Still, neither Erik nor Charles had thought to consider the question of his name. Erik said the first thing that occurred to him. "His name is Jakob."

"Hi, Jakob," the waitress cooed, her voice artificially high-pitched. The baby presented her with a grand, open-mouthed smile in return, showing off the banana remains still in his mouth. "Oh, I can see the family resemblance," the woman continued. "He's going to look just like you when he gets older."

There was nothing to say to that, so rather than responding, Erik took a sip of his coffee.

"Where's his mama?" the woman asked.

"His mother is ... gone," Erik said carefully, and the woman's face fell into a sympathetic mask.

"Oh, gee, I'm so sorry!" she said. "That's so brave, though, you bringing him up all by yourself-"

"Excuse me," Charles said from behind her, and the waitress almost jumped before moving quickly out of his way. Charles slid back into the booth, shooting Erik a smirky, amused look across the table. It occurred to Erik, rather belatedly, that the waitress was flirting with him.

"Could I possibly get a slice of the blueberry pie?" Charles said, flashing her a bright smile.

"Of course, hon."

As soon as she had left, Charles turned back to Erik. "Well, you and Dora seemed to be awfully cozy," he said, biting into a slice of bacon.


"She was wearing a name tag, Erik. It was right there."

Erik shrugged. Charles shook his head, still looking amused.

"I would offer to take over for you, so you could get a bite to eat yourself," Charles said, gesturing towards the bowl of bananas with his fork, "but I think we both know how that would turn out."

With the food on the floor, the table, the baby's skin and clothes, all over Charles's clothes; everywhere but in the boy's stomach. With both the baby and Charles tense and frustrated. Erik had occasion to see Charles's brilliance, competence, and self-confidence at so many things in the short period of time they had known each other. It was unfathomable to him how completely and utterly all three traits seemed to desert him when faced with an infant. If he didn't know better, he would think Charles was almost terrified of the kid.

"Just finish your breakfast," Erik said. "I'm fine."

"Well, of course he's crying, Charles, I can feel the way you're stabbing him with those pins."

"I wouldn't be poking him if he would just stay still-- Erik. Give me back the safety pins. I need to get this diaper on him."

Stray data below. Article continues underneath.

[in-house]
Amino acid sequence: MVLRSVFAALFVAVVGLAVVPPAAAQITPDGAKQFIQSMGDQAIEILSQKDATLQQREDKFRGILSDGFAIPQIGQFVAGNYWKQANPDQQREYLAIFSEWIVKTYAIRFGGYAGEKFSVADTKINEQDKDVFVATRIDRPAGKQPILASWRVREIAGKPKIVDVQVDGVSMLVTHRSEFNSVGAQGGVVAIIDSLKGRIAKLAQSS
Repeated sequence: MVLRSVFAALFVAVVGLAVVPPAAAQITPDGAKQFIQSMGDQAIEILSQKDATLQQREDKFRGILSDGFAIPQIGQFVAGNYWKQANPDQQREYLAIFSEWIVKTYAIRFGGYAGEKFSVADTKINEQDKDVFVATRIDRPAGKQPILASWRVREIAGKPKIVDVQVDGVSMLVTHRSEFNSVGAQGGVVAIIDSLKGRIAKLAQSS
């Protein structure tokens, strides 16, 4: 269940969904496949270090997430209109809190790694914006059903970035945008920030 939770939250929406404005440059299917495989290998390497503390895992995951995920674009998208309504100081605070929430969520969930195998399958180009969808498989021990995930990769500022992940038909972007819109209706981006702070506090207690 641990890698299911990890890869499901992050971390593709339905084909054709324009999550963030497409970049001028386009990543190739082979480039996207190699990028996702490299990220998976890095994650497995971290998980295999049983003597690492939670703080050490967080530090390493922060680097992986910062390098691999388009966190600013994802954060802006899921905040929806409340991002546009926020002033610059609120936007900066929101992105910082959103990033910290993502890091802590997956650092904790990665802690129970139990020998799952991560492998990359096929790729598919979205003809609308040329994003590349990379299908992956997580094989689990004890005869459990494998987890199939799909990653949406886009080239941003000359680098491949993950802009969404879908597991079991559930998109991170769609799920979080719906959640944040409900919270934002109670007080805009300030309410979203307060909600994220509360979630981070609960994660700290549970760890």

"Get out of the way. I'll do it."

Charles didn't move very far out of the way; he stood, instead, at Erik's shoulder, watching carefully as Erik arranged the cloth around the baby, settling the pins into place with the careful precision of his powers. Charles wasn't touching him, not quite, but he was close enough that Erik could feel the warmth radiating off his skin, the buzz of almost but not quite.

"There," Erik said, rather more gruffly than he meant to. He picked up the child and deposited him in Charles's arms in one smooth movement. The look in Charles's eyes (admiration? pleasure? something else that Erik couldn't name?) shifted quickly into a nervous worry.

"Erik, maybe you should take him-"

"Charles," Erik said firmly. "You're doing perfectly well. Stop panicking. People have been dealing with babies forever, and they turn out all right, for the most part. Just stop holding him like a sack of flour, don't drop him, and you'll be fine."

"I'm not going to drop him," Charles replied, but it was said almost absently. He was gazing into the baby's eyes, an old-fashioned staring match.

Erik sat down and picked up his newspaper once more.

It was late morning, and they had been driving for a few hours already. The baby spent much of the time sleeping in the backseat; Charles had been quiet, not interested in chatting, but rather folding his hands in his lap and staring out the window. It was a pleasant silence, rather than an awkward one; comfortable. Erik concentrated on the road, the feeling of the car's metal parts all around them, the very few occasional other cars they came across.

The peace broke all at once, with a sudden wordless shout from Charles at almost the same moment as the baby began to cry.

"Charles?" Erik looked to his side. He was shocked at what he saw - Charles's face had drained of color, his eyes were closed, and his face looked strained in pain. "Charles," Erik repeated, more loudly.

"Hell," Charles said, soft enough that Erik could barely hear him over the baby's unhappy noises.

Erik pulled over to the shoulder of the road and shut off the motor. He turned in his seat, leaning over Charles. "What is it? Are you hurt?"

Charles shook his head. "No, I'm sorry, I'm fine. The baby is teething - I wasn't expecting it."

"Teething?" Erik repeated, somewhat unbelievingly.

Charles did already look a bit better; he gathered himself together enough to give Erik a slightly embarrassed smile. "I'm afraid so."

"I find it hard to believe that a baby's slightly sore mouth almost made you pass out, Charles," Erik said, but he let himself out of the car and opened the door to the backseat. It took a minute for him to manage to get the child out of the unwieldy seat and into his arms.

"Stop your crying, little one," he said. He looked down at the baby's miserable face and kissed his forehead. When he pressed his finger gently against the baby's mouth, the baby instinctively let him in, sucking on the digit like it was a bottle or nipple.